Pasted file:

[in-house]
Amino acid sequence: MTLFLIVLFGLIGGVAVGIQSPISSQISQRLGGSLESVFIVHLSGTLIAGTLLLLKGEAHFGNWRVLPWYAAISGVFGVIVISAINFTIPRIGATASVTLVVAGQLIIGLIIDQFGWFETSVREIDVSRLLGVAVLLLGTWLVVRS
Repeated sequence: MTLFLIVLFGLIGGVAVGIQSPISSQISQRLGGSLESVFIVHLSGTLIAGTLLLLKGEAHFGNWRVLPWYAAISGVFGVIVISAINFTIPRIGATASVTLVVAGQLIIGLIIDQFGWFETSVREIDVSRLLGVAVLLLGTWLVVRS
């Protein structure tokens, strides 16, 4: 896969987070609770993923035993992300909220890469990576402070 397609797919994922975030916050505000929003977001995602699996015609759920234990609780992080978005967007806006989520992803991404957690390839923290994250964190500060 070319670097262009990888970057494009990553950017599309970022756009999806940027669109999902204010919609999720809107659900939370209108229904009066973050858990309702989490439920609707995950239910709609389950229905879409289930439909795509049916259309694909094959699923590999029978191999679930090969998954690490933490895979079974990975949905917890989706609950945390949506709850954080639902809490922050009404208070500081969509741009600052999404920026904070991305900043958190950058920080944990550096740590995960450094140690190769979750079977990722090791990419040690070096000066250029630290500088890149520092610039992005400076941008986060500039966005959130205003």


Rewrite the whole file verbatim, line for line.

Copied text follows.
[in-house]
Amino acid sequence: MTLFLIVLFGLIGGVAVGIQSPISSQISQRLGGSLESVFIVHLSGTLIAGTLLLLKGEAHFGNWRVLPWYAAISGVFGVIVISAINFTIPRIGATASVTLVVAGQLIIGLIIDQFGWFETSVREIDVSRLLGVAVLLLGTWLVVRS
Repeated sequence: MTLFLIVLFGLIGGVAVGIQSPISSQISQRLGGSLESVFIVHLSGTLIAGTLLLLKGEAHFGNWRVLPWYAAISGVFGVIVISAINFTIPRIGATASVTLVVAGQLIIGLIIDQFGWFETSVREIDVSRLLGVAVLLLGTWLVVRS
């Protein structure tokens, strides 16, 4: 896969987070609770993923035993992300909220890469990576402070 397609797919994922975030916050505000929003977001995602699996015609759920234990609780992080978005967007806006989520992803991404957690390839923290994250964190500060 070319670097262009990888970057494009990553950017599309970022756009999806940027669109999902204010919609999720809107659900939370209108229904009066973050858990309702989490439920609707995950239910709609389950229905879409289930439909795509049916259309694909094959699923590999029978191999679930090969998954690490933490895979079974990975949905917890989706609950945390949506709850954080639902809490922050009404208070500081969509741009600052999404920026904070991305900043958190950058920080944990550096740590995960450094140690190769979750079977990722090791990419040690070096000066250029630290500088890149520092610039992005400076941008986060500039966005959130205003």